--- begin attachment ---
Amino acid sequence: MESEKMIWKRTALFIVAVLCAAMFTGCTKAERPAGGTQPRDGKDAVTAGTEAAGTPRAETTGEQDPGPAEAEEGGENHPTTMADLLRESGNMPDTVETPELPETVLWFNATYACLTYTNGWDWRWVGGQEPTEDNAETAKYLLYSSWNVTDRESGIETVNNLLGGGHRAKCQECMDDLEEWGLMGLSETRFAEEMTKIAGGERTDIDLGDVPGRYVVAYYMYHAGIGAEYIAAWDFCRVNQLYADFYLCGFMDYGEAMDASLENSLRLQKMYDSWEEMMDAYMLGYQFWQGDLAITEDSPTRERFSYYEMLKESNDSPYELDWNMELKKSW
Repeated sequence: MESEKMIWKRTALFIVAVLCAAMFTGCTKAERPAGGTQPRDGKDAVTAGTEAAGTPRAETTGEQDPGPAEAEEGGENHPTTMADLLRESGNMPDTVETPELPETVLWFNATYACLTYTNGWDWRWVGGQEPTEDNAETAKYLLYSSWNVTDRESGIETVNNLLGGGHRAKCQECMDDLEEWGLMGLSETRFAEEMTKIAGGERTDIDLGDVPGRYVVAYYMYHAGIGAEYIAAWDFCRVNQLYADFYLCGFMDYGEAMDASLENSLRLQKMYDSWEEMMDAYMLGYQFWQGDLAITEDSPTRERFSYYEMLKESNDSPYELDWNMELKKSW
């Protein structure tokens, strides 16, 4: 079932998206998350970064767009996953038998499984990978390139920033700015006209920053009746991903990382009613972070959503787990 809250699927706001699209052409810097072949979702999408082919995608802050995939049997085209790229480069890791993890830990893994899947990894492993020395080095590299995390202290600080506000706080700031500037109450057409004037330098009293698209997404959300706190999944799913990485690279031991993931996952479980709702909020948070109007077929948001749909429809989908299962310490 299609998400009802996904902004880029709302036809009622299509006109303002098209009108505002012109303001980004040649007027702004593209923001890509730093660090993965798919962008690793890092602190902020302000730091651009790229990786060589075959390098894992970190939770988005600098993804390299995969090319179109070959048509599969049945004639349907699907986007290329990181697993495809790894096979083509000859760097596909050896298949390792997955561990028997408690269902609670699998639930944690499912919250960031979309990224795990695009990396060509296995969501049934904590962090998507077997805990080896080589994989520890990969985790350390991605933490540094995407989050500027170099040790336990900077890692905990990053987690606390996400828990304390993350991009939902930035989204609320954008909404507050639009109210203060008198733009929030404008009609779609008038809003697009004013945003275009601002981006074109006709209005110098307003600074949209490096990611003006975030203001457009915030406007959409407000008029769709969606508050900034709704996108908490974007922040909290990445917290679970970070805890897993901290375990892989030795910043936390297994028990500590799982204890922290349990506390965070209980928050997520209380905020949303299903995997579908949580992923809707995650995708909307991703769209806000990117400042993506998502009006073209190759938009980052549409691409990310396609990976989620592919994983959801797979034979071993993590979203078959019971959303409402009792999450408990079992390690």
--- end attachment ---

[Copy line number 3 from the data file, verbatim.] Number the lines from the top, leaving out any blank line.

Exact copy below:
């Protein structure tokens, strides 16, 4: 079932998206998350970064767009996953038998499984990978390139920033700015006209920053009746991903990382009613972070959503787990 809250699927706001699209052409810097072949979702999408082919995608802050995939049997085209790229480069890791993890830990893994899947990894492993020395080095590299995390202290600080506000706080700031500037109450057409004037330098009293698209997404959300706190999944799913990485690279031991993931996952479980709702909020948070109007077929948001749909429809989908299962310490 299609998400009802996904902004880029709302036809009622299509006109303002098209009108505002012109303001980004040649007027702004593209923001890509730093660090993965798919962008690793890092602190902020302000730091651009790229990786060589075959390098894992970190939770988005600098993804390299995969090319179109070959048509599969049945004639349907699907986007290329990181697993495809790894096979083509000859760097596909050896298949390792997955561990028997408690269902609670699998639930944690499912919250960031979309990224795990695009990396060509296995969501049934904590962090998507077997805990080896080589994989520890990969985790350390991605933490540094995407989050500027170099040790336990900077890692905990990053987690606390996400828990304390993350991009939902930035989204609320954008909404507050639009109210203060008198733009929030404008009609779609008038809003697009004013945003275009601002981006074109006709209005110098307003600074949209490096990611003006975030203001457009915030406007959409407000008029769709969606508050900034709704996108908490974007922040909290990445917290679970970070805890897993901290375990892989030795910043936390297994028990500590799982204890922290349990506390965070209980928050997520209380905020949303299903995997579908949580992923809707995650995708909307991703769209806000990117400042993506998502009006073209190759938009980052549409691409990310396609990976989620592919994983959801797979034979071993993590979203078959019971959303409402009792999450408990079992390690």